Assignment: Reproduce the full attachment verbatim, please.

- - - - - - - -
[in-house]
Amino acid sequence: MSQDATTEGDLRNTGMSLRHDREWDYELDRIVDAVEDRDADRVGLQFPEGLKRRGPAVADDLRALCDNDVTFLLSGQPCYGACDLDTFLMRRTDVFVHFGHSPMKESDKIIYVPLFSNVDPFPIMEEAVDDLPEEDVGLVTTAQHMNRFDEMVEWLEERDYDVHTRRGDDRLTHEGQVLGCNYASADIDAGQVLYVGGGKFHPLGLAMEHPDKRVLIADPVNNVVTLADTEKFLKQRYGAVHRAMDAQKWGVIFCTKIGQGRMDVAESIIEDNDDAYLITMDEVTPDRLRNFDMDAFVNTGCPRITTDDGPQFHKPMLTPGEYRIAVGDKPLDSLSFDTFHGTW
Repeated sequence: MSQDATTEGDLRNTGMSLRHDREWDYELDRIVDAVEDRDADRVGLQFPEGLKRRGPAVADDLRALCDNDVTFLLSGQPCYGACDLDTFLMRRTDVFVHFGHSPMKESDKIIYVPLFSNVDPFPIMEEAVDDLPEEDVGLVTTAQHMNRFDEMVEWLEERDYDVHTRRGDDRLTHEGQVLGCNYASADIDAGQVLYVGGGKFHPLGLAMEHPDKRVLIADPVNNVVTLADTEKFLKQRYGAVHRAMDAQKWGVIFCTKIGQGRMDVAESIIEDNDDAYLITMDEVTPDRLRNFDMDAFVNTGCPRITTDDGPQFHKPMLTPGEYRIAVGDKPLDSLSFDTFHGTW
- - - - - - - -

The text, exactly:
[in-house]
Amino acid sequence: MSQDATTEGDLRNTGMSLRHDREWDYELDRIVDAVEDRDADRVGLQFPEGLKRRGPAVADDLRALCDNDVTFLLSGQPCYGACDLDTFLMRRTDVFVHFGHSPMKESDKIIYVPLFSNVDPFPIMEEAVDDLPEEDVGLVTTAQHMNRFDEMVEWLEERDYDVHTRRGDDRLTHEGQVLGCNYASADIDAGQVLYVGGGKFHPLGLAMEHPDKRVLIADPVNNVVTLADTEKFLKQRYGAVHRAMDAQKWGVIFCTKIGQGRMDVAESIIEDNDDAYLITMDEVTPDRLRNFDMDAFVNTGCPRITTDDGPQFHKPMLTPGEYRIAVGDKPLDSLSFDTFHGTW
Repeated sequence: MSQDATTEGDLRNTGMSLRHDREWDYELDRIVDAVEDRDADRVGLQFPEGLKRRGPAVADDLRALCDNDVTFLLSGQPCYGACDLDTFLMRRTDVFVHFGHSPMKESDKIIYVPLFSNVDPFPIMEEAVDDLPEEDVGLVTTAQHMNRFDEMVEWLEERDYDVHTRRGDDRLTHEGQVLGCNYASADIDAGQVLYVGGGKFHPLGLAMEHPDKRVLIADPVNNVVTLADTEKFLKQRYGAVHRAMDAQKWGVIFCTKIGQGRMDVAESIIEDNDDAYLITMDEVTPDRLRNFDMDAFVNTGCPRITTDDGPQFHKPMLTPGEYRIAVGDKPLDSLSFDTFHGTW